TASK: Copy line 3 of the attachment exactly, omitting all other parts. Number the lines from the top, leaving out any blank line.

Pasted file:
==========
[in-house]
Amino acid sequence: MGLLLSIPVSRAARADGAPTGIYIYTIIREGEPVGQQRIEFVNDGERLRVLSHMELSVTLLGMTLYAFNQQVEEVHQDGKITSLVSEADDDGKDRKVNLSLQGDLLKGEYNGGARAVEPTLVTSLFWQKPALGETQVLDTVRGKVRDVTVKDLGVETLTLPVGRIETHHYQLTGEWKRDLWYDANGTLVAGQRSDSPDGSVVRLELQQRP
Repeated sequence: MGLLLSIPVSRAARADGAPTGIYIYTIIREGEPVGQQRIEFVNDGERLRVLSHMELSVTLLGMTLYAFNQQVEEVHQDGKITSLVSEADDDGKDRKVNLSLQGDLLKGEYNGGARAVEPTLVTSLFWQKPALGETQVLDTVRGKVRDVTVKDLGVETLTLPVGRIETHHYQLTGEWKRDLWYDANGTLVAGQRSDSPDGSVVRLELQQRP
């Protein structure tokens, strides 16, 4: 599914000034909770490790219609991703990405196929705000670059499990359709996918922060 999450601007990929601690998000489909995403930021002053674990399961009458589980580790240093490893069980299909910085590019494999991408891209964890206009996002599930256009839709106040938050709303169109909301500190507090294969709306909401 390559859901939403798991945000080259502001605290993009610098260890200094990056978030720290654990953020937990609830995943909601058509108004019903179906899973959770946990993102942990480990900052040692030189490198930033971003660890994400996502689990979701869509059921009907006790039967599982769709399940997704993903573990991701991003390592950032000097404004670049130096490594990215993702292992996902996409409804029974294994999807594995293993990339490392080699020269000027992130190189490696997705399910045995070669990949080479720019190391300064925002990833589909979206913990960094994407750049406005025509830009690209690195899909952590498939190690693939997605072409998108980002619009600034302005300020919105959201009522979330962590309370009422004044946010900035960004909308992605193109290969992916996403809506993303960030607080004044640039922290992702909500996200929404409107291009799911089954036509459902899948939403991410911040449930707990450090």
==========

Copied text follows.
Repeated sequence: MGLLLSIPVSRAARADGAPTGIYIYTIIREGEPVGQQRIEFVNDGERLRVLSHMELSVTLLGMTLYAFNQQVEEVHQDGKITSLVSEADDDGKDRKVNLSLQGDLLKGEYNGGARAVEPTLVTSLFWQKPALGETQVLDTVRGKVRDVTVKDLGVETLTLPVGRIETHHYQLTGEWKRDLWYDANGTLVAGQRSDSPDGSVVRLELQQRP